My eyes twinkling, my face well-tanned from my time in the sun, I expound this admittedly odd and recondite matter of mine in as plausible a manner as I can muster. Contingency pauses me, however, midway in my telling. Sensing through the cloth of my pocket the buzz of my phone against my hip, I beg pardon of my companions, step outdoors for a moment, and take a call from the office of my oral surgeon. ‘Tis the “pre-interview,” says the woman on the other end, for my upcoming wisdom-tooth extraction. Call complete, I return to my companions, whereupon I compare the event jokingly to the one that prompted Philip K. Dick’s weird VALIS experience in the 1970s.
Mood thus lightened, the conversation leaps to life, undergoes a shift in quality, becomes a full, robust, multi-directional exchange.
“Next on the block is ‘recursion,’” says the Narrator, “a concept discussed at length by philosophers Armen Avanessian, Pete Wolfendale, and Suhail Malik in Christopher Roth’s 2016 film Hyperstition.
“Recursion explains how the New enters existence,” says Avanessian. “Where reflexivity is a sequence of stacked meta-reflections, as in a pair of mirrors, recursion involves an integration of parts into a whole, changing in the process both the part and the whole.”
Roth employs cinema both recursively and dialectically. Parts of Hyperstition are thus able to speak to one another via montage in the style of Eisenstein, Vertov, and Godard.
So it is that Suhail Malik appears in the wake of Avanessian, arguing from the year 2026 that recursion is how those of us who code encounter time. “Recursion,” he states, “is what the operation of coding does when, meeting up against the inexorability of time, it tries to compensate for that inexorability and produce memory.”
“I look forward to next week’s experiment in sobriety,” announces the Wizard, “required for 4-5 days after wisdom-tooth extraction.”
“Do you, though?” wonders the Traveler. “Is this ‘experiment,’ as you say, truly a thing you look forward to? Or do you dread it?”
“Part of me is apprehensive,” admits the Wizard. “I have but one such tooth. Parting with it feels like a big deal, though of course it needn’t be.”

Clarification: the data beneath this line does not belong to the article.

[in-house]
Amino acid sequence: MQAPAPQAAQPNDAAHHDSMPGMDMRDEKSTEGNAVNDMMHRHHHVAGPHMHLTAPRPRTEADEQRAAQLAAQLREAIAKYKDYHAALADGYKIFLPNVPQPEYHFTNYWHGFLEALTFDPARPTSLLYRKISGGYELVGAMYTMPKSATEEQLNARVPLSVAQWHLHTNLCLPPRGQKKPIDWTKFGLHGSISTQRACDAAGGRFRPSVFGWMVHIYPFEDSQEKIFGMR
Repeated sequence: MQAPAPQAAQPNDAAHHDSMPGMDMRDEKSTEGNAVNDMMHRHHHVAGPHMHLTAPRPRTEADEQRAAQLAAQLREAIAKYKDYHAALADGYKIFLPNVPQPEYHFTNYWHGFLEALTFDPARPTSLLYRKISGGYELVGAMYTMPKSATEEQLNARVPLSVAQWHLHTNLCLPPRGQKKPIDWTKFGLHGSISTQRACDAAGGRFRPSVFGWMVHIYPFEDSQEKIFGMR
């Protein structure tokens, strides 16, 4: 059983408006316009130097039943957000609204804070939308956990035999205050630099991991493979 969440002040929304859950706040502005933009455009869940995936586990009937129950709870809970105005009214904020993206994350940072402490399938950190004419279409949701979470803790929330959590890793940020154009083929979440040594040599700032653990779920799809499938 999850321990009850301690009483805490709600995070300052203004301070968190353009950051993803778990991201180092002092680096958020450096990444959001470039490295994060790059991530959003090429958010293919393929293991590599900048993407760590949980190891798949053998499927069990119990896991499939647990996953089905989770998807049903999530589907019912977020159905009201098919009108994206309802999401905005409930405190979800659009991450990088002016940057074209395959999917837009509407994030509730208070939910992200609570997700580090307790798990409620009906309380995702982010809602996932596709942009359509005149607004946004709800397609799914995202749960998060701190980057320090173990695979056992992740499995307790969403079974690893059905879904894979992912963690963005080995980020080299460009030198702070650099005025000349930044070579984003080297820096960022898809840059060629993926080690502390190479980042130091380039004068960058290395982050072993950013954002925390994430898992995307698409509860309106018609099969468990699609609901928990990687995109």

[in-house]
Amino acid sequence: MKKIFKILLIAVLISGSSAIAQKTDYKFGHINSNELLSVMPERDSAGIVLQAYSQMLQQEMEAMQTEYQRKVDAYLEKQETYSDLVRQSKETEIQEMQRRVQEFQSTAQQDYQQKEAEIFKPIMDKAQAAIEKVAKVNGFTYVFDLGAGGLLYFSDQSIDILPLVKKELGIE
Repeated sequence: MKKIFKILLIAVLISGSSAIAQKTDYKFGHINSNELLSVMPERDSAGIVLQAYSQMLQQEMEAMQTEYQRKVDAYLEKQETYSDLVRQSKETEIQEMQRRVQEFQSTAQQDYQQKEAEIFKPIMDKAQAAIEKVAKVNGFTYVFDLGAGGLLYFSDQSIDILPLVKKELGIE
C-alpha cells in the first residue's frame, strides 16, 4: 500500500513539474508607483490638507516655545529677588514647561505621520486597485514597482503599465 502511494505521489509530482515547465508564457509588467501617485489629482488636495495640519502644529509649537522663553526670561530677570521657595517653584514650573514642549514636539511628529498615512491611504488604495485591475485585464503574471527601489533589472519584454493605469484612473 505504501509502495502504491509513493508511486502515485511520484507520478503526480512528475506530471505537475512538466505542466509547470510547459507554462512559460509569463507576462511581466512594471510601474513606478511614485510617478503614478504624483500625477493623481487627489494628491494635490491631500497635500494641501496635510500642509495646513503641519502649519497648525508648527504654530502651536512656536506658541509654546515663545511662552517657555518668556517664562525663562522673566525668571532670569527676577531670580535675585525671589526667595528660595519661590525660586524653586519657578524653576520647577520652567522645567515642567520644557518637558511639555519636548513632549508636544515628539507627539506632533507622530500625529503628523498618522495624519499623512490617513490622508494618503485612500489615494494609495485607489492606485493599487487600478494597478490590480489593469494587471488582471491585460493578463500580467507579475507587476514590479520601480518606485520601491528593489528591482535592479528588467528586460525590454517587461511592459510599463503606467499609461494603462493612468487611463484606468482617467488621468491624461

Having come from the future, the Traveler replies, “No worries. You and I know full well that, despite its fondness for rhyme, history refuses to repeat itself.”
As Narrator, I interject here to add, “Both characters are acquainted with science fiction writer Philip K. Dick’s infamous VALIS experience. 2-3-74. That, too, occurs after a wisdom-tooth extraction.”
The characters relive the event for a moment as if it were a flashback. They see before them the young delivery woman, bearing pain meds from the local pharmacy, arriving at Dick’s door. Sun glints off an ichthys hanging from a band ‘round the woman’s neck. The ichthys is the Greek fish symbol that was worn by the early Christians. Dick, blinded momentarily by a pink beam of light, receives in that moment a rapid download of gnosis directly into his consciousness.
Imagine, says the Narrator, something like what Lagunitas suggests on cans of their Hazy Wonder IPA, like the one from which I sip here as I write: “It always starts nebulous. A reflection of a refraction in the back of your frontal cortex. Then before you know it, you just know it…”
Overheard scraps of language. “Natty progress.” “Ferrari, Ferrari, daddy gets me minutes.”
“Imagine all of that happening,” says a girl, “in a bird’s tummy. Or a bear’s. Or the tummy of a fish. Or something with eight tentacles. A spider, an octopus: take your pick. A kind of spider-verse. The one who spins it occupying a space in the middle. The Laguna Pueblo people call this being Spiderwoman.”
The characters pause in their dialogue-via-montage and ponder this for a moment.
“No one need tell Spiderwoman, ‘Off the ropes! Off the wall!’,” adds the Traveler. “Life for her is like ‘The 59th Street Bridge Song.’ All is groovy.”
“Indeed,” concludes the Wizard, in transit now with the Traveler. “‘Groovy’ means knowing how to hang, how to float, how to surf. ‘Float free, in a meditative trance,’ the emblem teaches, ‘and all is well.’”
Because of its stained glass, its gaudy chandeliers, its profusion of mirrors, there was always a liveliness, a vibrancy to the Shady home’s interiors. The home’s mirrors were the equivalent of portals. Black Lodge, the occult-themed bar in town, utilized similar décor—though of course, as the name suggests, with the color removed: the Shady home stripped of its shine, replaced with an abundance of black.